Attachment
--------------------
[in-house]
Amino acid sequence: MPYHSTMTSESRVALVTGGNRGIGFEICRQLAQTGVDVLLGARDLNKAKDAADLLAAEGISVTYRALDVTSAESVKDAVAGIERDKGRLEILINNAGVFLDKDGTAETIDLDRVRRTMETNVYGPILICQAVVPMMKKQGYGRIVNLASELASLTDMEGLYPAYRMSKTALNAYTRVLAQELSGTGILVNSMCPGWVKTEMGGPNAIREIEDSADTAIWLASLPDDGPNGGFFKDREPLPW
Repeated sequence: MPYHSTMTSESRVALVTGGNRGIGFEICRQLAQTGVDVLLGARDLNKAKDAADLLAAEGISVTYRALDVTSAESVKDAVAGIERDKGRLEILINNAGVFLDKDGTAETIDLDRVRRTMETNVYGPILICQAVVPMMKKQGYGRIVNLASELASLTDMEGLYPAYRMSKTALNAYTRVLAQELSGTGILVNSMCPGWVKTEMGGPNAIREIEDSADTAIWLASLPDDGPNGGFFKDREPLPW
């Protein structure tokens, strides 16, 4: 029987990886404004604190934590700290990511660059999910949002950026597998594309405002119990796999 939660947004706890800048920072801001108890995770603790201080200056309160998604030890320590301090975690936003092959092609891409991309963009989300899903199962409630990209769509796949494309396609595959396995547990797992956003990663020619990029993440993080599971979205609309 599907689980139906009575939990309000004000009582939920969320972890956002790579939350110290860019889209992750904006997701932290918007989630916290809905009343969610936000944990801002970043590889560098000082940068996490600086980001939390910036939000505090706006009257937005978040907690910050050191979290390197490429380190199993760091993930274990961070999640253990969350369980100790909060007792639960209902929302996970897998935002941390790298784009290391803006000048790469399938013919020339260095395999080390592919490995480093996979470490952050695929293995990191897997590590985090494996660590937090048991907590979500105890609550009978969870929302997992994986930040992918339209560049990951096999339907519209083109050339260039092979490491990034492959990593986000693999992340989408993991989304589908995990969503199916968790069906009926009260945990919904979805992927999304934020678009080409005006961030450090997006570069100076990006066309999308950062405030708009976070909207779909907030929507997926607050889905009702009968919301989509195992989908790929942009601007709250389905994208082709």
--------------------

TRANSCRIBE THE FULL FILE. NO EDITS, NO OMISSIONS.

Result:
[in-house]
Amino acid sequence: MPYHSTMTSESRVALVTGGNRGIGFEICRQLAQTGVDVLLGARDLNKAKDAADLLAAEGISVTYRALDVTSAESVKDAVAGIERDKGRLEILINNAGVFLDKDGTAETIDLDRVRRTMETNVYGPILICQAVVPMMKKQGYGRIVNLASELASLTDMEGLYPAYRMSKTALNAYTRVLAQELSGTGILVNSMCPGWVKTEMGGPNAIREIEDSADTAIWLASLPDDGPNGGFFKDREPLPW
Repeated sequence: MPYHSTMTSESRVALVTGGNRGIGFEICRQLAQTGVDVLLGARDLNKAKDAADLLAAEGISVTYRALDVTSAESVKDAVAGIERDKGRLEILINNAGVFLDKDGTAETIDLDRVRRTMETNVYGPILICQAVVPMMKKQGYGRIVNLASELASLTDMEGLYPAYRMSKTALNAYTRVLAQELSGTGILVNSMCPGWVKTEMGGPNAIREIEDSADTAIWLASLPDDGPNGGFFKDREPLPW
């Protein structure tokens, strides 16, 4: 029987990886404004604190934590700290990511660059999910949002950026597998594309405002119990796999 939660947004706890800048920072801001108890995770603790201080200056309160998604030890320590301090975690936003092959092609891409991309963009989300899903199962409630990209769509796949494309396609595959396995547990797992956003990663020619990029993440993080599971979205609309 599907689980139906009575939990309000004000009582939920969320972890956002790579939350110290860019889209992750904006997701932290918007989630916290809905009343969610936000944990801002970043590889560098000082940068996490600086980001939390910036939000505090706006009257937005978040907690910050050191979290390197490429380190199993760091993930274990961070999640253990969350369980100790909060007792639960209902929302996970897998935002941390790298784009290391803006000048790469399938013919020339260095395999080390592919490995480093996979470490952050695929293995990191897997590590985090494996660590937090048991907590979500105890609550009978969870929302997992994986930040992918339209560049990951096999339907519209083109050339260039092979490491990034492959990593986000693999992340989408993991989304589908995990969503199916968790069906009926009260945990919904979805992927999304934020678009080409005006961030450090997006570069100076990006066309999308950062405030708009976070909207779909907030929507997926607050889905009702009968919301989509195992989908790929942009601007709250389905994208082709």